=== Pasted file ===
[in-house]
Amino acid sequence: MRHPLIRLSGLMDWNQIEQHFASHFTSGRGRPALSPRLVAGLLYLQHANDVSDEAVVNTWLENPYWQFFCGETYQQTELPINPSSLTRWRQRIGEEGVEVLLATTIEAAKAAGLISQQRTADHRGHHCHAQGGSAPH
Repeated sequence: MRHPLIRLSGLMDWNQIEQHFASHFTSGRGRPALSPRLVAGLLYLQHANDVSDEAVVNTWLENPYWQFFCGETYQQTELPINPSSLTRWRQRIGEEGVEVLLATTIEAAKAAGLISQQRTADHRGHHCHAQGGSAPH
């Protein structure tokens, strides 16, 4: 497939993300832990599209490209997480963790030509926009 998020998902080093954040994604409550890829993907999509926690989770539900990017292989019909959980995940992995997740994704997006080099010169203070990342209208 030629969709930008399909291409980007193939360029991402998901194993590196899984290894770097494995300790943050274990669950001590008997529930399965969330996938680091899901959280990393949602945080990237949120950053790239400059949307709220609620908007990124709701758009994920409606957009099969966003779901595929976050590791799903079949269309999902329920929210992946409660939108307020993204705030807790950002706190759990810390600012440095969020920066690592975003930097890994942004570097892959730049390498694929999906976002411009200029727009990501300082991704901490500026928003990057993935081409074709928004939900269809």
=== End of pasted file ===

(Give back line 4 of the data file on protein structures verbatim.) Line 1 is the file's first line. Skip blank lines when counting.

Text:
């Protein structure tokens, strides 16, 4: 497939993300832990599209490209997480963790030509926009 998020998902080093954040994604409550890829993907999509926690989770539900990017292989019909959980995940992995997740994704997006080099010169203070990342209208 030629969709930008399909291409980007193939360029991402998901194993590196899984290894770097494995300790943050274990669950001590008997529930399965969330996938680091899901959280990393949602945080990237949120950053790239400059949307709220609620908007990124709701758009994920409606957009099969966003779901595929976050590791799903079949269309999902329920929210992946409660939108307020993204705030807790950002706190759990810390600012440095969020920066690592975003930097890994942004570097892959730049390498694929999906976002411009200029727009990501300082991704901490500026928003990057993935081409074709928004939900269809």